Teacher gives lesson on how to help student in need
An instructor at charter school called AXL Academy in Aurora is going the extra mile to help a student in need.
Finn Lanning is doing more than just teach math. He’s in the process of becoming a parent to a 13-year old student named Damien.
The 7th & 8th grade math teacher said he made that decision because Damien needs a new kidney.
“It’s challenging as a teacher to show up and do everything you can for your students,” he said, “but when one of those students is dealing with something exceptional, it’s hard to look the other way.”
Lanning told reporters that in order for Damien to have access to a new kidney, he needs a stable housing environment.
He’s been in foster care, moving from home to home.
“It’s difficult for a typical 13-year-old in foster care to find a place to call a permanent home, and it’s especially difficult for a kid with exceptional medical needs,” Lanning said. “By providing a home to Damien, it allows him to access the medical treatment he needs to live.”
The math teacher said Damien was born with a kidney disease, caused by an autoimmune disorder.
The 7th grader uses a CPAP machine to help with sleep apnea, and a dialysis machine to clean his blood every night.
“It’s kind of draining because I get tired,” Damien said.
When asked what it’s like living with his teacher, the 13-year-old replied, “It’s pretty cool. I get picked on at school, because it’s like, ‘Oh, it’s your math teacher, that’s really weird,’ but I’ve got my own math tutor.”
Lanning said becoming an instant parent has been “a wild ride.”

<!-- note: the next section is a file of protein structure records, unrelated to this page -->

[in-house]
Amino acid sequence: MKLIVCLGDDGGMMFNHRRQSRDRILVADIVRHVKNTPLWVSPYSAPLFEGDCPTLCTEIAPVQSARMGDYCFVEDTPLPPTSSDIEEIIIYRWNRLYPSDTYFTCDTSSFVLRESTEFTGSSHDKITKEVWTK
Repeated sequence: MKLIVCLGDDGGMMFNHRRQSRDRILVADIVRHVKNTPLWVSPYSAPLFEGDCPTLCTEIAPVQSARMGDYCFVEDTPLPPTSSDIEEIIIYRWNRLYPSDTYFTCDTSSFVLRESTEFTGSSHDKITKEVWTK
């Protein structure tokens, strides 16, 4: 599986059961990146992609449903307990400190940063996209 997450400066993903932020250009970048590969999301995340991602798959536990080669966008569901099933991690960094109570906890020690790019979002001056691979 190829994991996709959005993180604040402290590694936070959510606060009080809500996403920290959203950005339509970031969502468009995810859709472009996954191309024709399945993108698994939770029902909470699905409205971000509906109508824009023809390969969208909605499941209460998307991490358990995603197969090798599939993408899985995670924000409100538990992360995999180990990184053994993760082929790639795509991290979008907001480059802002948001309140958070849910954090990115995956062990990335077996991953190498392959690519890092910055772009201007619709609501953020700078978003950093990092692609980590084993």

“It’s a 24-hour commitment,” he said. “It’s been exhausting and wonderful, and maybe the hardest thing I’ve ever done.”
Damien said he’s adjusting very well to his new environment.
“In foster care you jump from house to house, and that’s kind of hard because you usually only have a bag full of clothes, but here, I have a good amount of clothes and my own stuff and my own room,” he said.
A kidney call awaits
Earlier this week, Damien received a call that a new kidney was available.
Lanning said they got up early, went to the hospital and prepared Damien for surgery, only to find out that the donor kidney was damaged and had a clot.
“It was a difficult circumstance,” he said.
Lanning said they’re recovering from the disappointment and are excitedly waiting for the next call.
In the meantime, they’re busy moving to a new, larger apartment.
They’ve set up Damien’s medical equipment in his new room and are awaiting the arrival of furniture.
A desire for junk food
Because of his kidney disease, Damien is on a restrictive diet.
He said once he gets a new kidney, he plans to add junk food to his menu, specifically, “7-Eleven nachos.”
“I want to eat a lot of junk food,” he said.
Lanning said because Damien is in the foster care system, Medicaid covers his medical care.
“As we move toward adoption, his ability to access that could become more difficult,” Lanning said.
The teacher added that the county hasn’t been able to provide any financial assistance, so he has exhausted his savings paying for Damien’s supplies and special diet needs.
Lanning set up a GoFundMe account to help with expenses and future needs.
“I’d like to provide some opportunities for him,” he said. “He’s missed out on a lot of things in his life because of the struggles and challenges that he’s faced. He has big dreams. He wants to be a chef and he wants to travel and do the kinds of things that he hasn’t been able to do, so I’d love to be able to provide him some opportunities that other kids have.”